A distressing report related to cancer cases has been shared by the World Health Organisation (WHO); accordingly, by the year 2050, the world will witness a hike of 77 percent. The report highlighted that the cases will reach more than 35 million in 2050, which was 20 million in 2022.
The survey focused on 115 countries across the world, out of which a few countries were not spending enough on cancer care and treatment. The report was released ahead of World Cancer Day – which was observed on February 4.
The detailed study was conducted by the International Agency for Research on Cancer – a dedicated cancer agency of the WHO, according to CBS News.
The concern was addressed by the technical head of cancer of the WHO – Dr Andre Ilbawi, who outlined, “This is not the time to turn away. It’s the time to double down and make those investments in cancer prevention and control.”
What do official stats tell about cancer situations worldwide?
According to the data shared by the World Health Organisation, around 10 million people succumbed to cancer in 2022; out of the total, one in nine men and one in 12 women died of cancer. In addition to this, the cancer is developed among one in five people.
The World Health Organisation furthermore listed the major possible reasons behind the predicted increase in cancer numbers. The factors were:
- Tobacco and alcohol use
- Population aging and growth
- Changes to people’s exposure to risk factors, with air pollution a key driver of environmental risk factors
Tobacco – the largest contributor to lung cancer
Out of the four listed contributors, tobacco is believed to be the largest contributor to lung cancer – which is the most common type of cancer, as per IARC.
Oncology hospitalist – Dr Tim Tiutan, during the interaction with CBS News, said, “One of the main issues is tobacco use. (In) Asian countries, there’s a high rate of tobacco use, which is contributing, of course, to mortality.”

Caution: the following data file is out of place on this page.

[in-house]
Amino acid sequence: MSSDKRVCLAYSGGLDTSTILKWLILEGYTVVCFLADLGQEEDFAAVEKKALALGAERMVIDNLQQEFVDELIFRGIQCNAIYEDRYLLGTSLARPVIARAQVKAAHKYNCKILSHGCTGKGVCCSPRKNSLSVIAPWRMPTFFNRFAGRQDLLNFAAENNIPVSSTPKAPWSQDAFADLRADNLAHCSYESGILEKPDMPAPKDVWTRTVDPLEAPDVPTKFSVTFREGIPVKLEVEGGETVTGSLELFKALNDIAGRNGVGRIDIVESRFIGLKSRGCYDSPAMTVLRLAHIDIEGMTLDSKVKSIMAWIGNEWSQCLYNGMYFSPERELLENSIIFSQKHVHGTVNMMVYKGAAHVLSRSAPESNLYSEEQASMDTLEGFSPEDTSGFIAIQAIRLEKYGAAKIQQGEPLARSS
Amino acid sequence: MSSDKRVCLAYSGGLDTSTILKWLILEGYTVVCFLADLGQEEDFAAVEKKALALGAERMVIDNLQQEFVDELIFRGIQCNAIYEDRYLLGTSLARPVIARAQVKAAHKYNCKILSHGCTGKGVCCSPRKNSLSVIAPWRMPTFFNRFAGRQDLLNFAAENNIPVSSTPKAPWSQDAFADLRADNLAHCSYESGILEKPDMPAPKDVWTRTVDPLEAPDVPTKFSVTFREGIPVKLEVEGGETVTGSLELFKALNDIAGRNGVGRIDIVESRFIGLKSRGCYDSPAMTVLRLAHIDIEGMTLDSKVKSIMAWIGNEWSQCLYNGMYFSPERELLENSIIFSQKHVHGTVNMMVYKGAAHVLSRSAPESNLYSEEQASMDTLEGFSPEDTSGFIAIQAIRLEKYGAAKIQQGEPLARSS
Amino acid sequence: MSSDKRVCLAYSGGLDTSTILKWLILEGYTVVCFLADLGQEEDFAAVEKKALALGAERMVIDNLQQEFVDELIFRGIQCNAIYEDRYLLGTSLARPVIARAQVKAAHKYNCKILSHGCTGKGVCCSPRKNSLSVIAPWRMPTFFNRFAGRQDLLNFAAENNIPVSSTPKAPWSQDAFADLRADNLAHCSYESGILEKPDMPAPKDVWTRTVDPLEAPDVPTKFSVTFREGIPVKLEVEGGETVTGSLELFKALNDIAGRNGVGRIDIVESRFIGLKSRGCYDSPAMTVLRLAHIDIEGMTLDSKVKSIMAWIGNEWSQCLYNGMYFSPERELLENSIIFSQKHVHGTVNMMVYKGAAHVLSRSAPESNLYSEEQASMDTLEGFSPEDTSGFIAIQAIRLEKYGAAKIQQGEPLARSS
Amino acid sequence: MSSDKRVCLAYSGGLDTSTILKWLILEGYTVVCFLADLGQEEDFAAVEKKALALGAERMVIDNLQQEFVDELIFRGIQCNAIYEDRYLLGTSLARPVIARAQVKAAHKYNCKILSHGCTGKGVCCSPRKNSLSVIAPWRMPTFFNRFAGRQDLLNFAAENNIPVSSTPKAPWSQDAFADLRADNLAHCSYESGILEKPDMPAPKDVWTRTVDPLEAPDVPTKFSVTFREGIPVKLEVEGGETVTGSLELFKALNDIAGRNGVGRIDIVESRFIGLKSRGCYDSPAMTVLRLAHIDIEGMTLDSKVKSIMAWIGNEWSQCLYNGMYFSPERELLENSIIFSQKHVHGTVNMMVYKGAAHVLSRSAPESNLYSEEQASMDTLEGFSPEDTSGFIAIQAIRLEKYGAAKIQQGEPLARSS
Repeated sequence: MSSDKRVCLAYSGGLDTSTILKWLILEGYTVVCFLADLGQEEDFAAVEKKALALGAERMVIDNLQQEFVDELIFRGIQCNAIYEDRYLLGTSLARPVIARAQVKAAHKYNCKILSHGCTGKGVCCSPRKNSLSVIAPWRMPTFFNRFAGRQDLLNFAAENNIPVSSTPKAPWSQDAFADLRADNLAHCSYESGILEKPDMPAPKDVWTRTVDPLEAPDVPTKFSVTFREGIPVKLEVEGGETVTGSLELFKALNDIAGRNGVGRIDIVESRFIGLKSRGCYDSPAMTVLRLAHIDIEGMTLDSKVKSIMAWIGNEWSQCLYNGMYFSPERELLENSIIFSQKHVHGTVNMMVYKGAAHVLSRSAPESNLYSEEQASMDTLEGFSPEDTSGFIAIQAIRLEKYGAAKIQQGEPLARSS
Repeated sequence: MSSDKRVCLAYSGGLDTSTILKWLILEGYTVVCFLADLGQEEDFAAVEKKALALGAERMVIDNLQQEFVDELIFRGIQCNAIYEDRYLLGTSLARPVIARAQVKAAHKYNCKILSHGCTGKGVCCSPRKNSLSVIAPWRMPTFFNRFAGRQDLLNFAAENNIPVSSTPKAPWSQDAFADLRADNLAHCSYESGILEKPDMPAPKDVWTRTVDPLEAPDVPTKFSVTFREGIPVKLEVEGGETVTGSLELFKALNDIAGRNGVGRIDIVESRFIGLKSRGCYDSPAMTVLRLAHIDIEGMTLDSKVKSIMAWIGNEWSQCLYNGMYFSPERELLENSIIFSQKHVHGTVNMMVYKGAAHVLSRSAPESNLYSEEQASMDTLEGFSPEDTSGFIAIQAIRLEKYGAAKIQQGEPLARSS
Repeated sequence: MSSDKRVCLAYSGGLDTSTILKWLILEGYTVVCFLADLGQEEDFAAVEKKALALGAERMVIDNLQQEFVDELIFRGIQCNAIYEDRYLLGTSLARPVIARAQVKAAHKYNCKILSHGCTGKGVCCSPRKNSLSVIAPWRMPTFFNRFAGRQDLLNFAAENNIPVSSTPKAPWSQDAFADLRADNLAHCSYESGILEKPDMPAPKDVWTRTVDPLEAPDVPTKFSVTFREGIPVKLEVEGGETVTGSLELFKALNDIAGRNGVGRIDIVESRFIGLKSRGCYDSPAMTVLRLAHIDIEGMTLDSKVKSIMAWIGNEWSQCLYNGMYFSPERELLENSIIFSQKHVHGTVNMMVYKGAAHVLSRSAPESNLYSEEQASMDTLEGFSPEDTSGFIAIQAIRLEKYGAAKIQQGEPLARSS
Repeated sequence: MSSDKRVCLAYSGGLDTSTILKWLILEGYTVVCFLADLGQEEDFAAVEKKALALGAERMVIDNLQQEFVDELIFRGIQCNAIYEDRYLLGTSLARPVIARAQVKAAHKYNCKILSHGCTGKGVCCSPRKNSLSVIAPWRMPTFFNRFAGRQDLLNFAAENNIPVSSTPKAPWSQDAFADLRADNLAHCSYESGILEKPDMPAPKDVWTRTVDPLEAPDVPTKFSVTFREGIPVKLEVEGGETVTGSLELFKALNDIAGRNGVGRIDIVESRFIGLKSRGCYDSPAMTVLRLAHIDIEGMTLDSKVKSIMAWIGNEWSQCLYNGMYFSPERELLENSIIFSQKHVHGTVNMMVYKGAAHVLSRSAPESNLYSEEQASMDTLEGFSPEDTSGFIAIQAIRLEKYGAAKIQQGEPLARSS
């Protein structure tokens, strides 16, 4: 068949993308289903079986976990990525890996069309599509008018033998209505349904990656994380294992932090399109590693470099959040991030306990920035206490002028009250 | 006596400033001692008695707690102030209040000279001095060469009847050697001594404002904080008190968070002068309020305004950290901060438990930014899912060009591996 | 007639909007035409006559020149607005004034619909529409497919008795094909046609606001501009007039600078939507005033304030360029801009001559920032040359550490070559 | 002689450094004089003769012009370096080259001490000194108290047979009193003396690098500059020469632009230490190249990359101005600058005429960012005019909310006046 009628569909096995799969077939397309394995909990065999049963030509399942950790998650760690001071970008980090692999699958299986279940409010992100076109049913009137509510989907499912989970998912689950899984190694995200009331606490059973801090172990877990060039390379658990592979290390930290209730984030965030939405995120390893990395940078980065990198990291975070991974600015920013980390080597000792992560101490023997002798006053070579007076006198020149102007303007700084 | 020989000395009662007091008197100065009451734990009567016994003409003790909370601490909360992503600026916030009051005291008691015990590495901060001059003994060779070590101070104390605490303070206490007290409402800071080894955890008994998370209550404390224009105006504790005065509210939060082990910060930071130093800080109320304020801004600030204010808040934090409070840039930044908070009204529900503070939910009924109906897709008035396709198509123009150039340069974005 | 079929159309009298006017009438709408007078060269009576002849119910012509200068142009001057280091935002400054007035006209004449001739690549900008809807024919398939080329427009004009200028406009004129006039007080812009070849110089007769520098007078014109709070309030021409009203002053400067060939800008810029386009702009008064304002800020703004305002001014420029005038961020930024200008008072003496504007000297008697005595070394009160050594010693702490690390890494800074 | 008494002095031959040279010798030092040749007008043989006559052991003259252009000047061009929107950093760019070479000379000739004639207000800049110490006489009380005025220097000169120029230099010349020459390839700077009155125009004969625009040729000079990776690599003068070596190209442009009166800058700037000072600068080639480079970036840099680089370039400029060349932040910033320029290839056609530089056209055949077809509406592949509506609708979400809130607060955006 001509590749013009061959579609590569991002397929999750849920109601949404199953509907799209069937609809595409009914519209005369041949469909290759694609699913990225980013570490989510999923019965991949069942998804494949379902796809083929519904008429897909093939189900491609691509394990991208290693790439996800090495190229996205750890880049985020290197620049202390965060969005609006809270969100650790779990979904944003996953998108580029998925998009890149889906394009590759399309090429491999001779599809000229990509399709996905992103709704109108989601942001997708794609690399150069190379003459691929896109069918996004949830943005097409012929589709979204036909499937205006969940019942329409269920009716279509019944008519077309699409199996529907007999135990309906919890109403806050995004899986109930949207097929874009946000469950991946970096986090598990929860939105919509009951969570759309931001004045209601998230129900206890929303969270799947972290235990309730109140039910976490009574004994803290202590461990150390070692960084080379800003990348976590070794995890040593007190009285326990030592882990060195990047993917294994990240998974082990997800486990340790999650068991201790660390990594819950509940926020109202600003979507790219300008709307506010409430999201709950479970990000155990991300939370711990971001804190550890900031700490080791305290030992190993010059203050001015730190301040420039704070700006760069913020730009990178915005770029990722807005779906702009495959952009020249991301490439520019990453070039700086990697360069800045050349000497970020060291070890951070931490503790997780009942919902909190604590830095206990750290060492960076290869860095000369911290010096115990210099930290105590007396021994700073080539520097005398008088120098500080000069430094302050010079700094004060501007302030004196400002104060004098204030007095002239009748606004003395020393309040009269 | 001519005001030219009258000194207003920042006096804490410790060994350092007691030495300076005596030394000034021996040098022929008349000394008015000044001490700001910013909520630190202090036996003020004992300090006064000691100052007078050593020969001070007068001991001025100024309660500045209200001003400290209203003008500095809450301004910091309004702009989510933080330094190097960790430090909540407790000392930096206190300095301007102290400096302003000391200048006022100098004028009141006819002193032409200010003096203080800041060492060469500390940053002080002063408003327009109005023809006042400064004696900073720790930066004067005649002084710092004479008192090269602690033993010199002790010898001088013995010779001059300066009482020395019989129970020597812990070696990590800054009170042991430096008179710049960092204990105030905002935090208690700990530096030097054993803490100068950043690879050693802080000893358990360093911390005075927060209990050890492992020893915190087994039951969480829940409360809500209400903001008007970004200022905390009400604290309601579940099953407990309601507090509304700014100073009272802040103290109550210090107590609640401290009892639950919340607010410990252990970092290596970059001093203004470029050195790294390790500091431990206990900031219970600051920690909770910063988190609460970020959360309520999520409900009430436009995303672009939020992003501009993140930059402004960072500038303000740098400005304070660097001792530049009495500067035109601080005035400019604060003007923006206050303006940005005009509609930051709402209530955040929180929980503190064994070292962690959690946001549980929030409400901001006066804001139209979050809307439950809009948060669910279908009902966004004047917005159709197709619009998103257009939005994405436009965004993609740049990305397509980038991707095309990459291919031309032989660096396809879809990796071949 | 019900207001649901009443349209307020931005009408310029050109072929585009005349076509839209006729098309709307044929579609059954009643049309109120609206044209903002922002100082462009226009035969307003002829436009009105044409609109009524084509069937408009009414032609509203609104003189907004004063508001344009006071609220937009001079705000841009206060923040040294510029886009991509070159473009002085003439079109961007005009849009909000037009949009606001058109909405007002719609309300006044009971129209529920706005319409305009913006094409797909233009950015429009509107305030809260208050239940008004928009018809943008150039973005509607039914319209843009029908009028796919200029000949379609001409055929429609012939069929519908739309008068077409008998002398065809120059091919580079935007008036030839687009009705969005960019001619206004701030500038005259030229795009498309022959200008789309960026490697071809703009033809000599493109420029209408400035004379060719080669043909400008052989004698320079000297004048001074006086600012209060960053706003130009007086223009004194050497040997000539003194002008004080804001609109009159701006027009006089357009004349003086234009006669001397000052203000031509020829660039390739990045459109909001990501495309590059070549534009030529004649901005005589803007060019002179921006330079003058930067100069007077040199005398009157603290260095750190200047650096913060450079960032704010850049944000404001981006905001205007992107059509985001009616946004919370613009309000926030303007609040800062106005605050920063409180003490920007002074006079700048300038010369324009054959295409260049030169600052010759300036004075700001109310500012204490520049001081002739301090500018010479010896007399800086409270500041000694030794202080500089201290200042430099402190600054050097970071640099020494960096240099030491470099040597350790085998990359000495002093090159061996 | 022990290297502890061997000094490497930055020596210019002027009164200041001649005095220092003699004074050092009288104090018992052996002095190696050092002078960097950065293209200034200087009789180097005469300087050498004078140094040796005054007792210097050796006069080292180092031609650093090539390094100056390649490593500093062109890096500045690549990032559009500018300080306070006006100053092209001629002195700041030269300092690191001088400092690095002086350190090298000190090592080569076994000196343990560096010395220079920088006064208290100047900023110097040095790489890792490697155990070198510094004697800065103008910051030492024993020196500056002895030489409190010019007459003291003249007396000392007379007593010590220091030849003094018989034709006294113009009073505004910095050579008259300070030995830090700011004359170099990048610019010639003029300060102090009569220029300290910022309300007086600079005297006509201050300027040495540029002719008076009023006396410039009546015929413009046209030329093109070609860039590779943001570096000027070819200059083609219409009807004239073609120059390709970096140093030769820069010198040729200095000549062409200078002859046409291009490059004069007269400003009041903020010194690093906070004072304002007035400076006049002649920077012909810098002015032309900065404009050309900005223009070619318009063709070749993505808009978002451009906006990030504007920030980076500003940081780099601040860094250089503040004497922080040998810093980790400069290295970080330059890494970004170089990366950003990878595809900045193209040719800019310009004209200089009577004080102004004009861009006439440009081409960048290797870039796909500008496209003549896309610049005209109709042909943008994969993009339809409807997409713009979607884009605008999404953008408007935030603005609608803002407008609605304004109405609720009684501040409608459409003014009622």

After lung cancer, breast cancer is the most common cancer, and the third, fourth, and fifth most common cancers are colorectal, prostate, and stomach, respectively.
In this regard, Dr Tiutan mentioned, “When we think about the major risk factors: tobacco use, alcohol, and obesity — that’s worldwide,” adding, “But especially in Western countries, ultra-processed foods, processed meats — those are the… risk factors that are contributing to higher cancer rates — colorectal cancer, especially.”
What disparities are present in the accessibility of cancer care?
The study further revealed that just 39 percent of the countries were open to offering coverage for the basics of cancer management, whereas only 28 percent of the nations provided palliative medicine services in the coverage, as per CBS News.
Dr Tiutan stated, “What we’re finding is that people who live in less developed countries are not only dying more from cancer, but they’re also getting less adequate access to symptom management.” She further outlined that the detection level is also low in such countries.
Further, the expert mentioned, “They are finding fewer new cases being diagnosed and higher mortality rates in these countries as well… It comes down to access to high-quality care,” according to quoted by CBS News.